Suddenly, I understood. Suddenly the culture that I’d abandoned was beautiful to me. Its faith was comprehensible to me. The thing I saw on the television screen – the community founded in the waters of Mormon – was something my own faith lacked.

I’ve probably blogged about the rest of the experience before. The film ended, I walked away from my television, and as I left the room, I suddenly felt like a flaming hand was gripping my soul. (I always think that sounds overdramatic, but such a metaphor is the only way I can express what happened). I spent several hours sitting in our apartment, struggling with an almost unbearably strong compulsion to rejoin the Mormon church and to stay in it forever, accompanied by the strong conviction that God required this course of action of me, absolutely and without any negotiation. I really didn’t want rejoin the LDS church, but the idea of choosing not to rejoin was suddenly unthinkable.

Three weeks later, we’d returned to the U.S., and I was sitting in the office of the local ward’s bishop, telling him the story and planning my rebaptism. And I’m certain that had I not seen Dutcher’s film, that meeting would not have happened.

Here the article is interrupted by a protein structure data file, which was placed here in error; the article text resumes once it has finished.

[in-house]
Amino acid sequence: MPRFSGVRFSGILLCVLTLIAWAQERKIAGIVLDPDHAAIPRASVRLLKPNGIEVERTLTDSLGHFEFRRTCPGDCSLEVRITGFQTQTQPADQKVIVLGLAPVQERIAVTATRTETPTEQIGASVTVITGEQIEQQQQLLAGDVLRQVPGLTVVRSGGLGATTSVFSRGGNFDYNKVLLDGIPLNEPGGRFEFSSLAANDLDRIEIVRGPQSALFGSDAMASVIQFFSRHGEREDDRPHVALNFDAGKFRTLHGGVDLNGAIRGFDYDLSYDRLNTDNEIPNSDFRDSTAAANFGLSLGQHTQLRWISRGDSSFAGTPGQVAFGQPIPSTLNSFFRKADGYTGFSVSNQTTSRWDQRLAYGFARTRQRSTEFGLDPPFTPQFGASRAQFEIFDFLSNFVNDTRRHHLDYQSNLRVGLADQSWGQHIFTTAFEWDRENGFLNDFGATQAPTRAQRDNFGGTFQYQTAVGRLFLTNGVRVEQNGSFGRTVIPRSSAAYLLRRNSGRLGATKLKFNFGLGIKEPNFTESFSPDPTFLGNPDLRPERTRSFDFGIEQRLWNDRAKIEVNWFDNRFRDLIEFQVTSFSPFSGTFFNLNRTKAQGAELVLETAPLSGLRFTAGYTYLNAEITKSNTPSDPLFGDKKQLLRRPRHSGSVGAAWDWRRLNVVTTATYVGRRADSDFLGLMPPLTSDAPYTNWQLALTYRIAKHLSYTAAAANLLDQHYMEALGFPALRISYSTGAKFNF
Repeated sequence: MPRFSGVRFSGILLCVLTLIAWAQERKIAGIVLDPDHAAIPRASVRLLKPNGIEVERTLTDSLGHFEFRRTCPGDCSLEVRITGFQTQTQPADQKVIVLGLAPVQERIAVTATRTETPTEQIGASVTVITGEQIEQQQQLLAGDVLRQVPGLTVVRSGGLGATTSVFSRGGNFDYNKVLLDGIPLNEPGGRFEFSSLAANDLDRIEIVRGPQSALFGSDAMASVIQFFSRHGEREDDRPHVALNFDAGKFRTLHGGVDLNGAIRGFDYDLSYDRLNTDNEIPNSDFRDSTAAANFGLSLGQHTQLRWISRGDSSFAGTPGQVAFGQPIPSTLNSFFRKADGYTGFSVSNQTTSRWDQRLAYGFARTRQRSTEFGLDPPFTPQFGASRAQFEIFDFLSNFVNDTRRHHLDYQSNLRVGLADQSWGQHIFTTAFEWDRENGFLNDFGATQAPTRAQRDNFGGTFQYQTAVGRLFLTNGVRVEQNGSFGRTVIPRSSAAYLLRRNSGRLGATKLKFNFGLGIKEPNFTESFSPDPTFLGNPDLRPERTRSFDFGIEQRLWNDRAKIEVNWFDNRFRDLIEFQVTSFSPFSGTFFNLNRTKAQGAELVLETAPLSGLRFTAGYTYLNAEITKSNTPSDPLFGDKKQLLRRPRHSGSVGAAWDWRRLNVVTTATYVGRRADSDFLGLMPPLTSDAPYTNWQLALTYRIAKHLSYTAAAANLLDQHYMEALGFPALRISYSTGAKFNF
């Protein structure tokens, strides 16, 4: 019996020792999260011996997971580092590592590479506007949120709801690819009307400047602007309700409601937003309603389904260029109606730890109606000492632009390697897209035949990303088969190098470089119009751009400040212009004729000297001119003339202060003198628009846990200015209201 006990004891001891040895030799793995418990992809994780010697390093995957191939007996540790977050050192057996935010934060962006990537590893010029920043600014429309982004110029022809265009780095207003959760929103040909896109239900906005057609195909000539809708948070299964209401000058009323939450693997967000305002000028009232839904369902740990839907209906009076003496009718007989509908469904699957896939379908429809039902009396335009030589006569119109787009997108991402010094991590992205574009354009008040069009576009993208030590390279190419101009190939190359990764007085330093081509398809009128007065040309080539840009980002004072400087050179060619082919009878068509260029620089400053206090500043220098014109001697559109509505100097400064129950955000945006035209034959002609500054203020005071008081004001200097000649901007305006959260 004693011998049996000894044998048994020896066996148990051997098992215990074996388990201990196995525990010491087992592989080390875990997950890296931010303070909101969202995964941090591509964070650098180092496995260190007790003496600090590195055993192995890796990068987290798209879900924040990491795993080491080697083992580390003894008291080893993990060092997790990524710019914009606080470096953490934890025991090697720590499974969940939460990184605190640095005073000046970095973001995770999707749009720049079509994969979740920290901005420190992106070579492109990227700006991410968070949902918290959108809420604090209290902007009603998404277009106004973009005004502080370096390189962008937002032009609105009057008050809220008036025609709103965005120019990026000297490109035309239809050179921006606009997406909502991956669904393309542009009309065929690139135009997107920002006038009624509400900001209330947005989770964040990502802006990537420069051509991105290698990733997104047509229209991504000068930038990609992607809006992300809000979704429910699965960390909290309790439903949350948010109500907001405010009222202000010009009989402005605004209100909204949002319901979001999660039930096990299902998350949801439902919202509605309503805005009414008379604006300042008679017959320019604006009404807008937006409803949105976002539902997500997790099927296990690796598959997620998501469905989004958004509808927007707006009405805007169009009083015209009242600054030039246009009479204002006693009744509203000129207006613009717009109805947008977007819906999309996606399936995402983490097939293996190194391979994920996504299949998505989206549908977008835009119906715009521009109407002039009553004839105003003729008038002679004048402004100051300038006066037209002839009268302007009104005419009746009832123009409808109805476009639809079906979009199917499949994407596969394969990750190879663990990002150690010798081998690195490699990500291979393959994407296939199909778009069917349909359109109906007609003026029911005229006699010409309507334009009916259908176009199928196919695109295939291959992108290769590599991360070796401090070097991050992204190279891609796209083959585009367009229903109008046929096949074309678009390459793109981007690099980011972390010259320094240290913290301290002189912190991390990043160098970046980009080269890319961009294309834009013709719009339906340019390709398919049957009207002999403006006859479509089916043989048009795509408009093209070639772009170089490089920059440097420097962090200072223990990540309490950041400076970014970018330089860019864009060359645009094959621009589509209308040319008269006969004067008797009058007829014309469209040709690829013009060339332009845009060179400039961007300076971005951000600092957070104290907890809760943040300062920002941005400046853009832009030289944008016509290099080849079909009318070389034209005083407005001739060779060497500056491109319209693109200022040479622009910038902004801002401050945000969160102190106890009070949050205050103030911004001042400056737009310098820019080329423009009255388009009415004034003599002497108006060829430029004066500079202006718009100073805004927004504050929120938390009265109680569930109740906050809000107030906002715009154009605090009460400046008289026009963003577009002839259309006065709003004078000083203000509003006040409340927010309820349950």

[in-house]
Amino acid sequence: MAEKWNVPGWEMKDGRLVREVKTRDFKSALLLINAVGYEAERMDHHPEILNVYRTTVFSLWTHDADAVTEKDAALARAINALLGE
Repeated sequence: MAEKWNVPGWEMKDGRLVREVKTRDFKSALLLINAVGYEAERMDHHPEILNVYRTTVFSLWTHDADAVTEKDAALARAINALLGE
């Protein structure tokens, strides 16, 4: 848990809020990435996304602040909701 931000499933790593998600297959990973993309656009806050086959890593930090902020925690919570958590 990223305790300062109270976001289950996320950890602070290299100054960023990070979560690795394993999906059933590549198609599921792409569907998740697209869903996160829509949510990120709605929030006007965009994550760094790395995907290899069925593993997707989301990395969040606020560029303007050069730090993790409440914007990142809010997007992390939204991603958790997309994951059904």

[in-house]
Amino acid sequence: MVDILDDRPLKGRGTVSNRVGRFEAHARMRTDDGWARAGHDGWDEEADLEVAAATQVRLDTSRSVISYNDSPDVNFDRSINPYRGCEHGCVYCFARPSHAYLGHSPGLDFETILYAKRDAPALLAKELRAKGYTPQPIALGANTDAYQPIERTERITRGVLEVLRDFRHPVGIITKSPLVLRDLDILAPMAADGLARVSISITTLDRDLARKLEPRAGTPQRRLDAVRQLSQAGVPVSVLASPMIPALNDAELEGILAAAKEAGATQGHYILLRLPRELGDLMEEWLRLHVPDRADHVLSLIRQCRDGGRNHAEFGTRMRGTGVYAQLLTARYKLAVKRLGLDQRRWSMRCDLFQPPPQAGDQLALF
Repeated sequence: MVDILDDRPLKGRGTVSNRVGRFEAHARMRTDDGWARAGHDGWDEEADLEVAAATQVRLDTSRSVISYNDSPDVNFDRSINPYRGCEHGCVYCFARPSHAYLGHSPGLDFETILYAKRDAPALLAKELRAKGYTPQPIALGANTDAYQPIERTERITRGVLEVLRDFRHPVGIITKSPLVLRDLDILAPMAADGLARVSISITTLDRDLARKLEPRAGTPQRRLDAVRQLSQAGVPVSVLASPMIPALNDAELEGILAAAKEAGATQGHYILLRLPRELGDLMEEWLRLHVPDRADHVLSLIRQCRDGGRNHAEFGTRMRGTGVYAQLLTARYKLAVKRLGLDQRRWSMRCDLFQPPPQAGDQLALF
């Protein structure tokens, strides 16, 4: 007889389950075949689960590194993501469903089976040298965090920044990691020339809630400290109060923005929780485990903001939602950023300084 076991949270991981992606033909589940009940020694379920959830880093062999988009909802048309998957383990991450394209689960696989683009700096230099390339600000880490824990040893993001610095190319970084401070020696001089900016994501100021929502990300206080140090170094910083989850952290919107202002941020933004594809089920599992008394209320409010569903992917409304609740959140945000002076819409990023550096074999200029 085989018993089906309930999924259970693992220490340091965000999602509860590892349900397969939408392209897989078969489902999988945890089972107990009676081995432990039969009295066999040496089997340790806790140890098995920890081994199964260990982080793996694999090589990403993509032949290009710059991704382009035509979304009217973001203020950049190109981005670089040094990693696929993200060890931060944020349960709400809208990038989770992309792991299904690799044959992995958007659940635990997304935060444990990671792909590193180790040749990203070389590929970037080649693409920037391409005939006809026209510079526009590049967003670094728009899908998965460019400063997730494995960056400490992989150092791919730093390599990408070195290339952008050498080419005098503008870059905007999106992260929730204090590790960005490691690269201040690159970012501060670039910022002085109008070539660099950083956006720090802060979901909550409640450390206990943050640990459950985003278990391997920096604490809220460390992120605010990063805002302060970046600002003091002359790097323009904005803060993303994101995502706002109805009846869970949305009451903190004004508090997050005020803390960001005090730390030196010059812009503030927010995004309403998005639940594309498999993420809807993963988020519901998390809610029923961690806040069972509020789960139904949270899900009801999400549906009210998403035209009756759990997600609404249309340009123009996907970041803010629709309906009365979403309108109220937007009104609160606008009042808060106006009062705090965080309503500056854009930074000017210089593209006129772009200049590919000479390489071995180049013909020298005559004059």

I needed to see the promise of Zion, the potential for true and abiding love within our church, which Dutcher illustrated so well. I don’t doubt that the divine ultimatum I received was waiting for me, and I have enough self-awareness to understand that Dutcher’s film is what made it comprehensible to me. I needed to understand you, my people, before I could embrace you. That embrace, my own capacity for which I attribute in part to Dutcher’s efforts and in greater part to God’s working on my soul, has made me whole where I was broken.

I see such beauty in Dutcher’s work, such truth, and so much of God’s love and light, that I am always confused by the strong negative reactions Dutcher evokes. Yes, he deals with death, with sin, with pain and the tragedy which is ever-present in this world. He says that such things are present within our church. Perhaps that bothers some of us. Perhaps we would like to believe that our church is free of such things. But death, sin, pain, tragedy, and guilt, are our lot, because we are neither immortal nor perfect. We know that sin exists in our own hearts and in our own community. We know that we may be blinded to it. The scriptures tell us that Satan wishes us to believe that “all is well in Zion”; we know that all is not well, though we are tempted to listen to the adversary’s seductive lie.